A Causally Formulated Hazard Ratio Estimation through Backdoor Adjustment on Structural Causal Model
Proceedings of the 5th Machine Learning for Healthcare Conference, PMLR 126:376-396, 2020.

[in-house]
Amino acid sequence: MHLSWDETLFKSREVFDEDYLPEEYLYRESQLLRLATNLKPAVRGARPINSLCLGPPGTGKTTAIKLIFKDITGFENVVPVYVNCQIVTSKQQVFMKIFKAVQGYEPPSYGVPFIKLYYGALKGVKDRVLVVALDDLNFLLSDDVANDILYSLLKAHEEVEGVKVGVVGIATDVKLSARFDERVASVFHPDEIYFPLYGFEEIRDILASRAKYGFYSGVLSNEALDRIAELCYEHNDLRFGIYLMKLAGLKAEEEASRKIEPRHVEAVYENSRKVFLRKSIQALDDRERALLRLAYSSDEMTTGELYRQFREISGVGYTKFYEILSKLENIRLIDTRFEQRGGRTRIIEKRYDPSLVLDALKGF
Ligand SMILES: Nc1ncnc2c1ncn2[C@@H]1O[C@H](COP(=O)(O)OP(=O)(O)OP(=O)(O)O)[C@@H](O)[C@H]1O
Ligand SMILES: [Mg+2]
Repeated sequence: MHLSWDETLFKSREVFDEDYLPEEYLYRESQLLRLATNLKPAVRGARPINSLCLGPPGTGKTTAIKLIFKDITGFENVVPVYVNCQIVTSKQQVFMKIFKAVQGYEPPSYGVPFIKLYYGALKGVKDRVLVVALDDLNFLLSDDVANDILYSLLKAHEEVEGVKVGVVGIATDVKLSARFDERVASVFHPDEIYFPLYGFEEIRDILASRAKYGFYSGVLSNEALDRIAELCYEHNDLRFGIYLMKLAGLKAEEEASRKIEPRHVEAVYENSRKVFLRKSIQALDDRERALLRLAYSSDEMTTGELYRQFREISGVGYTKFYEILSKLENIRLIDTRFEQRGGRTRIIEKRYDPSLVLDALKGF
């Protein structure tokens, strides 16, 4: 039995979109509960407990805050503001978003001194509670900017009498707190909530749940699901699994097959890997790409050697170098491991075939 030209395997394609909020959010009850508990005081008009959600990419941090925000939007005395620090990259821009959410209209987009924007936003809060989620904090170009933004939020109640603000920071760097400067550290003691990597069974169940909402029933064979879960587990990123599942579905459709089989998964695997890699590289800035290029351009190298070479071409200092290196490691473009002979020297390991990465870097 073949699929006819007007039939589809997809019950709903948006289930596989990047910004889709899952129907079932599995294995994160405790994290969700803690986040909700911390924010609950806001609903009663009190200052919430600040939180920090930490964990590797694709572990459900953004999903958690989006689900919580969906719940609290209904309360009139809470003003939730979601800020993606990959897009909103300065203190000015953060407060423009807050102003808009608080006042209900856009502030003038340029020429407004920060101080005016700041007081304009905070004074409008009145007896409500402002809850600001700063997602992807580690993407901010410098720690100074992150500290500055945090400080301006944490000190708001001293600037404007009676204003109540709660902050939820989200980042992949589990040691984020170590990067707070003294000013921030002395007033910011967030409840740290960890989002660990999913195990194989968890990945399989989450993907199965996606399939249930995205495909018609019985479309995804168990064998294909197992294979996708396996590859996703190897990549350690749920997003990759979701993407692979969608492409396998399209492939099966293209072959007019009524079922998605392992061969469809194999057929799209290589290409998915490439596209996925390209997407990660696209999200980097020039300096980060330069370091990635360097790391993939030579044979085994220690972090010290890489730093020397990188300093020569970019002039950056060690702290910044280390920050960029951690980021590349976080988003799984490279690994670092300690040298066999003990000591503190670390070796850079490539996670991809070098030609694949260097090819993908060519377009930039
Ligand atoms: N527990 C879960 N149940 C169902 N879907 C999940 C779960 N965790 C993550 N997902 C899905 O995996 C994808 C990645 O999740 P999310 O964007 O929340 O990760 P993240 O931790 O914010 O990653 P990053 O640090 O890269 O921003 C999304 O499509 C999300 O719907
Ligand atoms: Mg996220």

Identifying causal relationships for a treatment intervention is a fundamental problem in health sciences. Randomized controlled trials (RCTs) are considered the gold standard for identifying causal relationships. However, recent advancements in the theory of causal inference based on the foundations of structural causal models (SCMs) have allowed the identification of causal relationships from observational data, under certain assumptions. Survival analysis provides standard measures, such as the hazard ratio, to quantify the effects of an intervention. While hazard ratios are widely used in clinical and epidemiological studies for RCTs, a principled approach does not exist to compute hazard ratios for observational studies with SCMs. In this work, we review existing approaches to compute hazard ratios as well as their causal interpretation, if it exists. We also propose a novel approach to compute hazard ratios from observational studies using backdoor adjustment through SCMs and do-calculus. Finally, we evaluate the approach using experimental data for Ewing’s sarcoma.